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Nuclear Medicine

Hepatobiliary (HIDA) scans 

What is a Nuclear Medicine HIDA Scan?

A hepatobiliary (HIDA) scan is most often done to evaluate your gallbladder. It is also used to look at the bile-excreting function of your liver and to track the flow of bile from your liver into your small intestine. The name HIDA comes from an early tracer used for the scan, hydroxyl iminodiacetic acid. More effective tracers are used today.

How do I Prepare for this Test?

You may have nothing to eat or drink 6hours prior to the exam. No pain medications 6 hours prior to the exam.

What to Expect During the HIDA Scan?

You may be asked to change into a hospital gown before your HIDA scan.  A technologist will position you on a table, on your back and .inject the appropriate dose of radiotracer into a vein in your arm. A radiotracer is a compound made of a radioactive isotope and a pharmaceutical agent which travels through your bloodstream to your liver, where it's taken up by the bile-producing cells. The radioactive tracer travels with the bile from your liver into your gallbladder and through your bile ducts to your small intestine.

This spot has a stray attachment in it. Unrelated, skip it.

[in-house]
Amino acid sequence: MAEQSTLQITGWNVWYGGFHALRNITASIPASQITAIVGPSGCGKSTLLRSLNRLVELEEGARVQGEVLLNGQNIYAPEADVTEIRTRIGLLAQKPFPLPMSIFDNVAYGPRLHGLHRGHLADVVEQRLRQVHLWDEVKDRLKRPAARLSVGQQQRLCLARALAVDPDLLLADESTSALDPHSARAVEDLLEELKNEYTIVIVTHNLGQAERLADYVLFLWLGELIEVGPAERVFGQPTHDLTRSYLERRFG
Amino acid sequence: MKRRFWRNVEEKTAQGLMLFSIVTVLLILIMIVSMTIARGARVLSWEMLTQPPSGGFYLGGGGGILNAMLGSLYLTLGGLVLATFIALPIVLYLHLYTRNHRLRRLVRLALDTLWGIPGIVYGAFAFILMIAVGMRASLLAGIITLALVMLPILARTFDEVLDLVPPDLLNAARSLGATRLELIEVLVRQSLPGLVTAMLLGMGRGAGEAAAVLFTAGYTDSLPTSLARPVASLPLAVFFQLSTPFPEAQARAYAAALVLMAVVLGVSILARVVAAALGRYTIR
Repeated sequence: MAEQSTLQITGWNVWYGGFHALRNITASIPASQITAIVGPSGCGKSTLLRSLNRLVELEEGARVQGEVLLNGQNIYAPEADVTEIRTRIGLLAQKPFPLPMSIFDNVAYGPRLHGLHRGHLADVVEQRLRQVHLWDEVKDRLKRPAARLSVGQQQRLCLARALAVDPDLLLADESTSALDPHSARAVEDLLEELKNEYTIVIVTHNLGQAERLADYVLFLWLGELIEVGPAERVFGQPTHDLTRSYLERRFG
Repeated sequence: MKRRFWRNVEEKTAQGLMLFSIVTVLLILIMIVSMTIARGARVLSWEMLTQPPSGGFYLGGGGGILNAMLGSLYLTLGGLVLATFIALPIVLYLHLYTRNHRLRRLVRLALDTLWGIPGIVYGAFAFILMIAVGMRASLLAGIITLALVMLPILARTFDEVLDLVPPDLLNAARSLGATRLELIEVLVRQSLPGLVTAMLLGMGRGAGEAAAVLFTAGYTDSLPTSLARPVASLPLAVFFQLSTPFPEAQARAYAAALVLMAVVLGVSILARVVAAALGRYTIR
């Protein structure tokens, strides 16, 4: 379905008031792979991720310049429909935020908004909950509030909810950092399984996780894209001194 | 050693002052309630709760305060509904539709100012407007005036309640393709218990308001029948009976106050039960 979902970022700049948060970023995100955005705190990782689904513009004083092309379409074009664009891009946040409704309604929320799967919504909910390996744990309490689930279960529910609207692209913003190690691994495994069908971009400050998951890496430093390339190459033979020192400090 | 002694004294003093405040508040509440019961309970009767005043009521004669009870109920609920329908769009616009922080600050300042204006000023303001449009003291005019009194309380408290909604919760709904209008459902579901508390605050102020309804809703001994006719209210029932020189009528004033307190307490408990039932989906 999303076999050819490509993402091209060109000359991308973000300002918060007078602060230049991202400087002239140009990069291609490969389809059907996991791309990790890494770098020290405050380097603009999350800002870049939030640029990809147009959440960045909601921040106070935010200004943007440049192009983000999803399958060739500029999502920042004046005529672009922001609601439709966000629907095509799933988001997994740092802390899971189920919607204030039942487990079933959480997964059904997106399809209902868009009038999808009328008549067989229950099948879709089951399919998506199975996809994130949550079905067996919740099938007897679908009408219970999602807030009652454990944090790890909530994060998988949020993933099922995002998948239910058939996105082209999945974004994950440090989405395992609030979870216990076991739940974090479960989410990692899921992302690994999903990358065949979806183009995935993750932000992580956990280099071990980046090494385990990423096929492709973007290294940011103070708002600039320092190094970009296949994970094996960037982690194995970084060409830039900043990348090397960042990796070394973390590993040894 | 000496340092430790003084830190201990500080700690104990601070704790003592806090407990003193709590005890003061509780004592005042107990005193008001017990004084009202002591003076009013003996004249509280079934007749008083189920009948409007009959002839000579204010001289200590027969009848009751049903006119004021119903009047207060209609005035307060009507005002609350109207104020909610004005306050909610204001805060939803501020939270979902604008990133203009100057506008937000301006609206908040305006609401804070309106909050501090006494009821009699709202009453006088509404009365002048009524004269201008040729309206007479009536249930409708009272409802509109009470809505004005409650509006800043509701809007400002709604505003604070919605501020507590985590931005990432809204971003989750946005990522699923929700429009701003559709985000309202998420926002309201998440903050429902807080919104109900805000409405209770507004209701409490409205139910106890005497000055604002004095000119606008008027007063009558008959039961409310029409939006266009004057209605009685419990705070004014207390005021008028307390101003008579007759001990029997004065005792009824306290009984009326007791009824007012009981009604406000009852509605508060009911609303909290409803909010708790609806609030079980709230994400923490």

As you lie on the table, a special gamma camera is positioned over your abdomen taking pictures of the tracer as it moves through your body.  Once you are comfortable on the bed, the imaging will begin. The gamma camera takes pictures continuously for about an hour.  It is important that you remain still as movement can ruin the images.

Our Nuclear Medicine technologists will talk to you in detail about what you can expect before, during and after the procedure and answer any questions you may have.

Because patient care is our top priority, we employ equipment and quality control as well as radiopharmaceutical quality assurance to insure that we are producing the highest image quality for both interpretation and diagnosis.

Risks of the Test

Be sure to notify the technologist if there is any chance you may be pregnant. Radionuclides are unlikely to cause side effects or allergic reactions for most patients.

Following the Test

There are no restrictions following the test.  You may return to your regular activity after the scan is complete.

Results of the Test

Your ordering physician will receive the results in 24-48 hours.  It is important to discuss the results of your scan with your ordering physician.